Professor Nigel Driffield analyses how inward investment is likely to be affected by Brexit
27 November 2017
Job Loss and Job Creation – Pitfalls and Opportunities? evaluates the importance of inward investment to the UK economy, and sets out policy recommendations for a post-Brexit industrial strategy.
Inward investors have 40 per cent higher productivity and pay 20 per cent higher wages than the average for UK firms.
Inward investment is associated with both innovation and export performance
The paper is the second of four Warwick Brexit Briefings on Employment by the University of Warwick and its Connecting Research on Employment and Work (CREW) network.
The University of Warwick has published the second in a series of briefings exploring the implications of Brexit for the job market, workers’ rights, and employment policy.
Job Loss and Job Creation – Pitfalls and Opportunities? summarises recent research from the University of Warwick on the likely effects of Brexit on inward foreign direct investment (FDI); on the complex interrelationships between inward FDI and employment restructuring; and makes research-led policy recommendations for a post-Brexit industrial strategy.
The paper was written by Professor Nigel Driffield from Warwick Business School and Dr Erika Kispeter from the University of Warwick Institute for Employment Research. It finds:-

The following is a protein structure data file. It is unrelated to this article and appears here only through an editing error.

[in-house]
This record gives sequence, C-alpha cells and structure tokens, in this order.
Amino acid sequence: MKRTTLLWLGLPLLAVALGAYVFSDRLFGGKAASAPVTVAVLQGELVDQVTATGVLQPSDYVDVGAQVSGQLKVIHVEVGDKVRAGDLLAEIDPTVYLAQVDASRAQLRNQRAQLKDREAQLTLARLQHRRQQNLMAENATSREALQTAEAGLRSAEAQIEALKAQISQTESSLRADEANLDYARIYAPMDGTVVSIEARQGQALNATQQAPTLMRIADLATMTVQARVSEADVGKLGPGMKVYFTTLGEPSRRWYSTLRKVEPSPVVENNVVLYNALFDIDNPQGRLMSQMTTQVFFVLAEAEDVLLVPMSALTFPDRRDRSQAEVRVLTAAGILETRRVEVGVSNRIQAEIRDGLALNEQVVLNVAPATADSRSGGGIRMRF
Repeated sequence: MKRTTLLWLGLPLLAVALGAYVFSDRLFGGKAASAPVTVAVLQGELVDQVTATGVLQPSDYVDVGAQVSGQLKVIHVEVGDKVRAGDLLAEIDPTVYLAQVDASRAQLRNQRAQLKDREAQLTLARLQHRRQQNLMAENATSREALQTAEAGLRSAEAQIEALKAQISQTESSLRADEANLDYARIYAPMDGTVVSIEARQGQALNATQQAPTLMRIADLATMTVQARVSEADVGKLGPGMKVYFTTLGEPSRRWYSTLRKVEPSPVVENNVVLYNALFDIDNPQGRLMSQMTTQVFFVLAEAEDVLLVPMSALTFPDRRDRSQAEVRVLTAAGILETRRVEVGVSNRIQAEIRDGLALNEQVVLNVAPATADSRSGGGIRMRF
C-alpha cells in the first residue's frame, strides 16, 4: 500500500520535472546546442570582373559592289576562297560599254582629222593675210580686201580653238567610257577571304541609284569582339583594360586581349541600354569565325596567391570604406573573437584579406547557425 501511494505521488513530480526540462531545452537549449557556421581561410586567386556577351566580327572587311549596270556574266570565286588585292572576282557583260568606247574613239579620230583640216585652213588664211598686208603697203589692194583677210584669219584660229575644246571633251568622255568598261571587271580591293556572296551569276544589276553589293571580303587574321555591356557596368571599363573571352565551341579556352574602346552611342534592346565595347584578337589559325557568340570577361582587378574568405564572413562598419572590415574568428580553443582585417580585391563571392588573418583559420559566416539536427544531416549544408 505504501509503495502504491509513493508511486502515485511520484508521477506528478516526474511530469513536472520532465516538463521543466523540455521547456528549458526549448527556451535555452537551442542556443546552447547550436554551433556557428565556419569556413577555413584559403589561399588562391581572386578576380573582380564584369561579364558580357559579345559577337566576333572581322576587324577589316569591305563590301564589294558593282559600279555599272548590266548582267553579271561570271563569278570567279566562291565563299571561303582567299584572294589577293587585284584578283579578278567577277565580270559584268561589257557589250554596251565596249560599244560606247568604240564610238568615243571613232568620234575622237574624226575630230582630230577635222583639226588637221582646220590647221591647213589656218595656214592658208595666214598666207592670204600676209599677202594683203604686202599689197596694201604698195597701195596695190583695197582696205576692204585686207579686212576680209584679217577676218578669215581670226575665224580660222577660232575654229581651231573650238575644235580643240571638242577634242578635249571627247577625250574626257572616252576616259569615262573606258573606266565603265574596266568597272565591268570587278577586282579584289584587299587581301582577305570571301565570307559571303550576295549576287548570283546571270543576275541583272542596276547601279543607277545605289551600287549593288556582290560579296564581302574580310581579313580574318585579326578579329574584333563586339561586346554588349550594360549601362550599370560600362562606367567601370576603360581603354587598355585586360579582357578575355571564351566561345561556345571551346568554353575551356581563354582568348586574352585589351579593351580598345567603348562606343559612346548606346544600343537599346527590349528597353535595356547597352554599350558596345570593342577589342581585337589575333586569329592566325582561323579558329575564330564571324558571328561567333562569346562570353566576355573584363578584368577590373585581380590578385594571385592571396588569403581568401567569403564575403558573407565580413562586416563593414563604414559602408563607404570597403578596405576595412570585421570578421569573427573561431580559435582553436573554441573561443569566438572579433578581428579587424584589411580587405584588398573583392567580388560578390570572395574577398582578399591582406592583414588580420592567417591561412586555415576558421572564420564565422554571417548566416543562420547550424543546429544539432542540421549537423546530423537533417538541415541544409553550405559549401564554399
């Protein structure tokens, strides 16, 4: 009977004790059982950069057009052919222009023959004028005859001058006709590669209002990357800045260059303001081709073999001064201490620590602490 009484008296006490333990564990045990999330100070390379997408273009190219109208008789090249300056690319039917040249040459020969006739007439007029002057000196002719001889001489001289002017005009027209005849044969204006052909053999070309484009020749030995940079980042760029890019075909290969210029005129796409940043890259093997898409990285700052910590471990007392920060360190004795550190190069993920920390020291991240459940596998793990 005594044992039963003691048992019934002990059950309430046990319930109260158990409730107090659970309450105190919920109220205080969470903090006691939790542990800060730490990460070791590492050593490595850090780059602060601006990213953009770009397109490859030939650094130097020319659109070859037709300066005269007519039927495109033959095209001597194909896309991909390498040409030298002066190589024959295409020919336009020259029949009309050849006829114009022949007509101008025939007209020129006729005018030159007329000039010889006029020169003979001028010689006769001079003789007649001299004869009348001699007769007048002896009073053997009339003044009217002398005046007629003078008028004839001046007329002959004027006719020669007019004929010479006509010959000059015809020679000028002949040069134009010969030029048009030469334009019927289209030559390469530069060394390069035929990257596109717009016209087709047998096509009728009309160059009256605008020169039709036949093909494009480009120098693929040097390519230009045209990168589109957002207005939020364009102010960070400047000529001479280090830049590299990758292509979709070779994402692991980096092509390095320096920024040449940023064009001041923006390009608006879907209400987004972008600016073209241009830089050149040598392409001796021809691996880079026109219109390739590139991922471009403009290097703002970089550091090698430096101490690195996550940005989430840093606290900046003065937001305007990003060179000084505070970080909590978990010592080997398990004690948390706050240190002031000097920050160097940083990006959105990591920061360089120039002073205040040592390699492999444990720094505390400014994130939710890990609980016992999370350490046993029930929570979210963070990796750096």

- Compared to other G7 countries, the UK has the highest percentage of inward FDI as a proportion to GDP, at 64 per cent of GDP.
- Firms that have come to the UK to sell into the single market from outside, such as Japanese car-makers, seek uncomplicated tariff-free trade with the EU.
- Investors operating supply chains that cross between the UK and the EU will face challenges if the UK leaves the customs union.
- The depreciation in the pound has attracted inward investment in the short term from investment vehicles looking to acquire cheap assets, but recent data suggest this is being choked off.
- A post-Brexit FDI strategy should be UK-wide, and be part of a broader economic policy which considers local and regional economies as a whole and supports good-quality job creation.
Commenting on his paper, Professor Driffield said: “Inward investment is of vital importance to the UK economy, not least because of the employment opportunities foreign firms create, often in areas of high unemployment. Foreign firms are also the most productive, and on average, the best paying firms in the UK.
“What inward investors, and indeed all firms, like is stability and certainty, and what we have at the moment is the opposite.
“It is important that the UK does not return to the days prior to the single market, when regions effectively competed with each other for foreign investment. Nor do we want to see a ‘race to the bottom’ competitiveness in the labour market. It is not enough simply to create jobs - better jobs are needed. ”
The briefing papers are presented to an invited audience of parliamentarians, employment organisations and other stakeholders in Westminster each week between now and 7 December, and will be free to download from the Warwick website.
This Warwick Brexit briefing was utilised by the Financial Times in their own Brexit briefing ‘Public opinion is being reshaped by the cost of Brexit’ published on the 23 November 2017.